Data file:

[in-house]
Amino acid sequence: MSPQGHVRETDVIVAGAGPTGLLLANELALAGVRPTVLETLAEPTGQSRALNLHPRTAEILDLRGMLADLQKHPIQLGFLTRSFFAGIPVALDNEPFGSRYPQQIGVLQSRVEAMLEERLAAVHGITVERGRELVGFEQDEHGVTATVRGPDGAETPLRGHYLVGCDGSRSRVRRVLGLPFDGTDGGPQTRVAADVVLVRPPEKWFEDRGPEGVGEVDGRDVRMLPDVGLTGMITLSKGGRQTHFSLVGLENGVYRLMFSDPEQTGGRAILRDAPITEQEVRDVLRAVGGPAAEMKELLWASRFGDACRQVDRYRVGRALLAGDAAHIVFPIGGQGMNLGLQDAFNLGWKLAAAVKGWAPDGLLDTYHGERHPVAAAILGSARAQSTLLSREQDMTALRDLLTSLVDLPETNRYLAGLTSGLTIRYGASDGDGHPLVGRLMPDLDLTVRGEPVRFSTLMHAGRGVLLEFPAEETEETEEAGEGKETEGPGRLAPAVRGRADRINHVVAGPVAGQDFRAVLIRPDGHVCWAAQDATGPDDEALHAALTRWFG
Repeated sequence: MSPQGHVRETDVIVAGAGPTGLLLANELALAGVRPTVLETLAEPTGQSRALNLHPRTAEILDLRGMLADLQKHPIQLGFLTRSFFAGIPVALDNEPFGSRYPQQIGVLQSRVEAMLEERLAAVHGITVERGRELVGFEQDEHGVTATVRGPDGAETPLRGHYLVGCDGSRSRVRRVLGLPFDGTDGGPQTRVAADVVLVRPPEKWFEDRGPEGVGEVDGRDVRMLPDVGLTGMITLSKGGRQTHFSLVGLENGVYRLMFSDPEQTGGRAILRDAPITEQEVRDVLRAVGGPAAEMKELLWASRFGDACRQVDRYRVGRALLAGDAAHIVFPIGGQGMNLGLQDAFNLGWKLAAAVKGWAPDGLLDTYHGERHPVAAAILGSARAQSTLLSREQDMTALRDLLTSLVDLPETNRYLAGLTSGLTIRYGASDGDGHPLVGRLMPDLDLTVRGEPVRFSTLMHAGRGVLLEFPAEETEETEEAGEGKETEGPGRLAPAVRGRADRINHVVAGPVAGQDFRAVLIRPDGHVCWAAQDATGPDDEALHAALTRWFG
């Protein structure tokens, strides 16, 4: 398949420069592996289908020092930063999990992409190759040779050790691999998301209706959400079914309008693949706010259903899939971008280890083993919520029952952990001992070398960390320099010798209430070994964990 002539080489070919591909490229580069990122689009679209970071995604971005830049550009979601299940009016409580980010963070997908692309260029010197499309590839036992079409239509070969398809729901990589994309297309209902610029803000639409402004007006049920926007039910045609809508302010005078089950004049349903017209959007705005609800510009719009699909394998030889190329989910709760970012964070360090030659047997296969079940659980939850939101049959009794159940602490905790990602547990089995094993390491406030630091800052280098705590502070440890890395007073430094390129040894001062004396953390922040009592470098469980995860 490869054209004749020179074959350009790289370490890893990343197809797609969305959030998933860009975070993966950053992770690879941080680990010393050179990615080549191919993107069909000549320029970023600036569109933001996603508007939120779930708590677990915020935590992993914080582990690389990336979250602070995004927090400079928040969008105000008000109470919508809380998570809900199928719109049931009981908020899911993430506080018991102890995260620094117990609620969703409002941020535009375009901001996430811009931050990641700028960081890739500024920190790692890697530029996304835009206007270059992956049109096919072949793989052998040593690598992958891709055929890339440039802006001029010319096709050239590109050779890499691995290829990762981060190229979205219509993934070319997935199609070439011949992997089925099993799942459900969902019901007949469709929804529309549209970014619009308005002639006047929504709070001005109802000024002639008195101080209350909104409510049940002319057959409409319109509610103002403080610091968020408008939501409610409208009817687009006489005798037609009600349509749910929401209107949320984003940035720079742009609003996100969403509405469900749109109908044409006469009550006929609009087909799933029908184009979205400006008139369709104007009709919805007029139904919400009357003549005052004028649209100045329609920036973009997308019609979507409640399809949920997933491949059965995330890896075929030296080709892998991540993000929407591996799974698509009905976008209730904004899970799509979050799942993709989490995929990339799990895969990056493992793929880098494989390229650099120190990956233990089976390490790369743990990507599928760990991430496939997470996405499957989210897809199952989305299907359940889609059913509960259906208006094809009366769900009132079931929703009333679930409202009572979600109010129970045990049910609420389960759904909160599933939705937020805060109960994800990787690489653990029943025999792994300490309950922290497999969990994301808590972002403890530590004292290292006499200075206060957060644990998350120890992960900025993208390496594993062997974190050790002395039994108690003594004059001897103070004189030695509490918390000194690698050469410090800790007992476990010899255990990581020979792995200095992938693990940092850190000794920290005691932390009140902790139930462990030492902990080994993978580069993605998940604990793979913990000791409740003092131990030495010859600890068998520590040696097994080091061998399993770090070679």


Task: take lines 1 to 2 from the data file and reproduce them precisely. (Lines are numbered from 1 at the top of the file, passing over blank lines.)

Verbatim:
[in-house]
Amino acid sequence: MSPQGHVRETDVIVAGAGPTGLLLANELALAGVRPTVLETLAEPTGQSRALNLHPRTAEILDLRGMLADLQKHPIQLGFLTRSFFAGIPVALDNEPFGSRYPQQIGVLQSRVEAMLEERLAAVHGITVERGRELVGFEQDEHGVTATVRGPDGAETPLRGHYLVGCDGSRSRVRRVLGLPFDGTDGGPQTRVAADVVLVRPPEKWFEDRGPEGVGEVDGRDVRMLPDVGLTGMITLSKGGRQTHFSLVGLENGVYRLMFSDPEQTGGRAILRDAPITEQEVRDVLRAVGGPAAEMKELLWASRFGDACRQVDRYRVGRALLAGDAAHIVFPIGGQGMNLGLQDAFNLGWKLAAAVKGWAPDGLLDTYHGERHPVAAAILGSARAQSTLLSREQDMTALRDLLTSLVDLPETNRYLAGLTSGLTIRYGASDGDGHPLVGRLMPDLDLTVRGEPVRFSTLMHAGRGVLLEFPAEETEETEEAGEGKETEGPGRLAPAVRGRADRINHVVAGPVAGQDFRAVLIRPDGHVCWAAQDATGPDDEALHAALTRWFG